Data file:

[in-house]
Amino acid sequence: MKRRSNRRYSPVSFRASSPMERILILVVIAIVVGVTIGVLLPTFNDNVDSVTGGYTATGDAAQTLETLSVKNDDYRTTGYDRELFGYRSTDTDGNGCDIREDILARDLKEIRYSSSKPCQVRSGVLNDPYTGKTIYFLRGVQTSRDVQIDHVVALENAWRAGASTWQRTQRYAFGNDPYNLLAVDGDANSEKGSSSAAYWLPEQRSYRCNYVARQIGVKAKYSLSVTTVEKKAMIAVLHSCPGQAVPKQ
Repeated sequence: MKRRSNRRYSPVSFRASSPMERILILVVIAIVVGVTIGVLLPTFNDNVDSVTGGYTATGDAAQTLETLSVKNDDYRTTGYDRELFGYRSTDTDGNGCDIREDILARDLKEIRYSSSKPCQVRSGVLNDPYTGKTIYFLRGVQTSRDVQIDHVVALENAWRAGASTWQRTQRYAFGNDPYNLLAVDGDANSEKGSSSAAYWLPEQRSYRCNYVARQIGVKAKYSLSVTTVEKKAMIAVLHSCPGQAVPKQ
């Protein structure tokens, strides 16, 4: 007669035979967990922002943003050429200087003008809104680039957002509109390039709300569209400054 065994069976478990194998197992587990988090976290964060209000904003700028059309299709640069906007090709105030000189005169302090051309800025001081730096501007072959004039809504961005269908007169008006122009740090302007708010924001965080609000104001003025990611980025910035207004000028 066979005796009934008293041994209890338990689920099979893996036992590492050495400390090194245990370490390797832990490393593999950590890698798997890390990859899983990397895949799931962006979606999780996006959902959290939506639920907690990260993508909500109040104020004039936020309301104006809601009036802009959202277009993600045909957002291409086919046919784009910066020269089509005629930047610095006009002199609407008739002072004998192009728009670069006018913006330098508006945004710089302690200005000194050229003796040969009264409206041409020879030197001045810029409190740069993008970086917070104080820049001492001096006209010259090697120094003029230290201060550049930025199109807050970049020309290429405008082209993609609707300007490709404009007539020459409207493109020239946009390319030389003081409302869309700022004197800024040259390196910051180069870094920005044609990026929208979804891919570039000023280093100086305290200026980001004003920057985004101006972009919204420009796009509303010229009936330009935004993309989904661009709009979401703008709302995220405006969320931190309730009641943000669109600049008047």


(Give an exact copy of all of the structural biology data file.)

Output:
[in-house]
Amino acid sequence: MKRRSNRRYSPVSFRASSPMERILILVVIAIVVGVTIGVLLPTFNDNVDSVTGGYTATGDAAQTLETLSVKNDDYRTTGYDRELFGYRSTDTDGNGCDIREDILARDLKEIRYSSSKPCQVRSGVLNDPYTGKTIYFLRGVQTSRDVQIDHVVALENAWRAGASTWQRTQRYAFGNDPYNLLAVDGDANSEKGSSSAAYWLPEQRSYRCNYVARQIGVKAKYSLSVTTVEKKAMIAVLHSCPGQAVPKQ
Repeated sequence: MKRRSNRRYSPVSFRASSPMERILILVVIAIVVGVTIGVLLPTFNDNVDSVTGGYTATGDAAQTLETLSVKNDDYRTTGYDRELFGYRSTDTDGNGCDIREDILARDLKEIRYSSSKPCQVRSGVLNDPYTGKTIYFLRGVQTSRDVQIDHVVALENAWRAGASTWQRTQRYAFGNDPYNLLAVDGDANSEKGSSSAAYWLPEQRSYRCNYVARQIGVKAKYSLSVTTVEKKAMIAVLHSCPGQAVPKQ
């Protein structure tokens, strides 16, 4: 007669035979967990922002943003050429200087003008809104680039957002509109390039709300569209400054 065994069976478990194998197992587990988090976290964060209000904003700028059309299709640069906007090709105030000189005169302090051309800025001081730096501007072959004039809504961005269908007169008006122009740090302007708010924001965080609000104001003025990611980025910035207004000028 066979005796009934008293041994209890338990689920099979893996036992590492050495400390090194245990370490390797832990490393593999950590890698798997890390990859899983990397895949799931962006979606999780996006959902959290939506639920907690990260993508909500109040104020004039936020309301104006809601009036802009959202277009993600045909957002291409086919046919784009910066020269089509005629930047610095006009002199609407008739002072004998192009728009670069006018913006330098508006945004710089302690200005000194050229003796040969009264409206041409020879030197001045810029409190740069993008970086917070104080820049001492001096006209010259090697120094003029230290201060550049930025199109807050970049020309290429405008082209993609609707300007490709404009007539020459409207493109020239946009390319030389003081409302869309700022004197800024040259390196910051180069870094920005044609990026929208979804891919570039000023280093100086305290200026980001004003920057985004101006972009919204420009796009509303010229009936330009935004993309989904661009709009979401703008709302995220405006969320931190309730009641943000669109600049008047």